Why Novavax Could be a Millionaire-Maker Stock


If you had a crystal ball, you probably would have invested in Berkshire Hathaway in 1964, or Apple in the 1980s. A 1964 investment in Warren Buffet’s Berkshire Hathaway of $10,000 would now be worth $240 million today.

Keith Speights, writing for The Motley Foolconsiders a biopharma company that may or may not be as great an investment as Berkshire Hathaway, Apple or even Gilead Sciences or Shire… but could be great. Or at least good.

Based in Rockville, Maryland, Novavax is a clinical-stage biotechnology focused on infectious diseases. It utilizes a proprietary recombinant nanoparticle technology platform to engineer vaccines.

On December 18, 2017, Novavax announced that its Phase III clinical trial of its RSV F protein recombinant nanoparticle vaccine for infants via maternal immunization would continue. It also updated data on its influenza vaccine candidate that uses its proprietary Matrix-Ma adjuvant.

“Novavax has completed an informational analysis of our Phase III trial of the RSV F Vaccine for infants via maternal immunization using threshold criteria for a commercial product,” said Stanley Erck, Novavax’s president and chief executive officer, in a statement at the time. “As a result, we are accelerating our Phase III enrollment into 2018. Our maternal immunization program is supported by an $89 million grant from the Bill and Melinda Gates Foundation and has also been granted Fast Track designation by the U.S. Food and Drug Administration. We have enrolled over 3,000 volunteers to date and anticipate that the current pace of enrollment would trigger an interim analysis in mid-2018, with an expected Phase III primary endpoint readout in early 2019. The timing would allow us to submit a biologics license application (BLA) by the end of 2019.”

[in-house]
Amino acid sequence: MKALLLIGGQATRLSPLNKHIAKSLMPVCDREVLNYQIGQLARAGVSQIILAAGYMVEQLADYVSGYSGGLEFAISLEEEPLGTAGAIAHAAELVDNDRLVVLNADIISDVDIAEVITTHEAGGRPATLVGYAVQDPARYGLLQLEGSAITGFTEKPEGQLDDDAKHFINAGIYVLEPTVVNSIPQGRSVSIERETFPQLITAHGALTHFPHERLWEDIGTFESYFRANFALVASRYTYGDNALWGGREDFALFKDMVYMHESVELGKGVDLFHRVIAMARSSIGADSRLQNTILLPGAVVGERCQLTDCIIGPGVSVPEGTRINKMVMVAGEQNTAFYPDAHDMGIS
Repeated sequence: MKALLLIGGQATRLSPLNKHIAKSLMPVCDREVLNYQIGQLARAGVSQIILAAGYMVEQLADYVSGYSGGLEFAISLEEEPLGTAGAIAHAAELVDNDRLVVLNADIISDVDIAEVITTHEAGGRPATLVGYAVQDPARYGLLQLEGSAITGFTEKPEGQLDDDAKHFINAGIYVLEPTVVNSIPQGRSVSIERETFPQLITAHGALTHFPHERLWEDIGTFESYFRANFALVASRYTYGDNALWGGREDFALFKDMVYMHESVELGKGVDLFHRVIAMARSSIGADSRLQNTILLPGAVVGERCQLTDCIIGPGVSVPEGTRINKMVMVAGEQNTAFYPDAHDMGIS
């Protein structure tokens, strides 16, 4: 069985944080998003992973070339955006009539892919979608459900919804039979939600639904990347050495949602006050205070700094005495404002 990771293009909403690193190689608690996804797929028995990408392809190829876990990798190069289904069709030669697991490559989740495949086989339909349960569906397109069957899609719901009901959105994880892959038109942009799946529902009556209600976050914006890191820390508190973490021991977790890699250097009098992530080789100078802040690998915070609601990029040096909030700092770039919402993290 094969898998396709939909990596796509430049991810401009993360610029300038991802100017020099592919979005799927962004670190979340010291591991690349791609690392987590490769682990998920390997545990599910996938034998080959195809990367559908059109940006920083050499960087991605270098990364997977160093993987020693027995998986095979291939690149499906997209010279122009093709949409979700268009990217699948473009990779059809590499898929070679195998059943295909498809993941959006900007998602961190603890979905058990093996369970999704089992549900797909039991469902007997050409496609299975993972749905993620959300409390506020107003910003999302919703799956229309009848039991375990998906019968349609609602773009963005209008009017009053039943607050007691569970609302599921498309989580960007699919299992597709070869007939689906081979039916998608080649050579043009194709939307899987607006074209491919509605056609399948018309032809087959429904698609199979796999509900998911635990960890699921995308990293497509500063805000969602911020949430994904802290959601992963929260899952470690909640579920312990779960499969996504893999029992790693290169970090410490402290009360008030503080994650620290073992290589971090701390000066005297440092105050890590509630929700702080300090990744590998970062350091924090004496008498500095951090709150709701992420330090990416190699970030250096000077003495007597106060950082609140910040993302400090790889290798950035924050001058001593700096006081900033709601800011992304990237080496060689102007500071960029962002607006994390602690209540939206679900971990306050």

Novavax stock is up more than 60 percent this year. It’s currently trading at $2.38.

Nothing particularly dramatic has caused the stock to spike, although there have been acquisition rumors, primarily that GlaxoSmithKline and Sanofi might be interested.

Speights writes, “Interestingly, though, the rumors of a possible acquisition don’t seem to have been driven primarily by Novavax’s lead pipeline candidate. Instead, a really nasty flu season has led some to suspect that GlaxoSmithKline and Sanofi could be interested in Novavax’s experimental nanoparticle-based flu vaccine, NanoFlu. GSK’s Flulaval and Fluarix and Sanofi’s Flublok and Fluzone vaccines currently are the leaders in the flu market. However, Novavax announced encouraging preclinical results for its NanoFlu vaccine in August. Those results prompted the biotech to kick into high gear to advance the vaccine into clinical testing.”

Both GSK and Sanofi are leaders in vaccine development, although companies like Novavax and Moderna are taking intriguing new approaches to vaccine development.

One problem, however, is that the NanoFlu vaccine is in Phase I/II trials, even though results are expected soon. It would take time to move into a Phase III trial, although the timelines on vaccine trials tend to be much shorter than for, say, cancer trials. NanoFlu in animal studies showed better antibody responses than Fluzone and Fluzone HD, but data on humans isn’t available quite yet.

The RSV F vaccine is also a strong bet. Final data is expected possibly by the end of this year or more likely, beginning of 2019. Speights says, “If those results are positive and the vaccine wins regulatory approval, the company estimates worldwide peak sales for the RSV F vaccine could exceed $1.5 billion.”

So does any of that mean Novavax will be the next Berkshire Hathaway or Apple? Probably not. Speights, who got all this million-dollar-investment speculation going, writes, “The only way Novavax could make you $1 million, in my view, is if you started with an initial investment in the six figures. My reasoning is simple: If NanoFlu is successful in the Phase I/II study, I expect Novavax to be acquired—probably by GlaxoSmithKline or Sanofi, just as some have speculated. If that doesn’t happen, but the RSV F vaccine is successful in the current Phase III study, I still expect the biotech to be acquired. Either way, my projection is that the price tag for Novavax will be well below what’s needed to make most investors $1 million.”

But a potentially good investment? Probably.

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